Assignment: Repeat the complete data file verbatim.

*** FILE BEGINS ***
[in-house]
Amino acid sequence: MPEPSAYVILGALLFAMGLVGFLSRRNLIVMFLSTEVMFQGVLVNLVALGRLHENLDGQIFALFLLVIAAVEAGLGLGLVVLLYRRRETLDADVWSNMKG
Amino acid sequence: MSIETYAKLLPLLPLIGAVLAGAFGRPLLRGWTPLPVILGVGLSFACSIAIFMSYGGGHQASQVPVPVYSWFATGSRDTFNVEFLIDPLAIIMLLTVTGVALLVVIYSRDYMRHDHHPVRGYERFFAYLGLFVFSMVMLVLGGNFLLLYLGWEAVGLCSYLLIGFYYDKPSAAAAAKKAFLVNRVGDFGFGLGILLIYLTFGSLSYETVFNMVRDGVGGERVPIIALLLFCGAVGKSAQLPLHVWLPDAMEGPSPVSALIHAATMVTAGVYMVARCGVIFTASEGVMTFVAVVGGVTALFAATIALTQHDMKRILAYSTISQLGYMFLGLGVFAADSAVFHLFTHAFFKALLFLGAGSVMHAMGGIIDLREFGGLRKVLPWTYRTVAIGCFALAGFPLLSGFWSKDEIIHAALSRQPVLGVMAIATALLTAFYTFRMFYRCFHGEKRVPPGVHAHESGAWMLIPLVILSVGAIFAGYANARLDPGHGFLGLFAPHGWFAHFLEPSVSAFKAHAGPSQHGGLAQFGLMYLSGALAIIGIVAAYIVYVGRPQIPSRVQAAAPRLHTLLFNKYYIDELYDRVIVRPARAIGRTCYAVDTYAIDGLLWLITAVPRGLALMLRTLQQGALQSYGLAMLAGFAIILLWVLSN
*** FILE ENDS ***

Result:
[in-house]
Amino acid sequence: MPEPSAYVILGALLFAMGLVGFLSRRNLIVMFLSTEVMFQGVLVNLVALGRLHENLDGQIFALFLLVIAAVEAGLGLGLVVLLYRRRETLDADVWSNMKG
Amino acid sequence: MSIETYAKLLPLLPLIGAVLAGAFGRPLLRGWTPLPVILGVGLSFACSIAIFMSYGGGHQASQVPVPVYSWFATGSRDTFNVEFLIDPLAIIMLLTVTGVALLVVIYSRDYMRHDHHPVRGYERFFAYLGLFVFSMVMLVLGGNFLLLYLGWEAVGLCSYLLIGFYYDKPSAAAAAKKAFLVNRVGDFGFGLGILLIYLTFGSLSYETVFNMVRDGVGGERVPIIALLLFCGAVGKSAQLPLHVWLPDAMEGPSPVSALIHAATMVTAGVYMVARCGVIFTASEGVMTFVAVVGGVTALFAATIALTQHDMKRILAYSTISQLGYMFLGLGVFAADSAVFHLFTHAFFKALLFLGAGSVMHAMGGIIDLREFGGLRKVLPWTYRTVAIGCFALAGFPLLSGFWSKDEIIHAALSRQPVLGVMAIATALLTAFYTFRMFYRCFHGEKRVPPGVHAHESGAWMLIPLVILSVGAIFAGYANARLDPGHGFLGLFAPHGWFAHFLEPSVSAFKAHAGPSQHGGLAQFGLMYLSGALAIIGIVAAYIVYVGRPQIPSRVQAAAPRLHTLLFNKYYIDELYDRVIVRPARAIGRTCYAVDTYAIDGLLWLITAVPRGLALMLRTLQQGALQSYGLAMLAGFAIILLWVLSN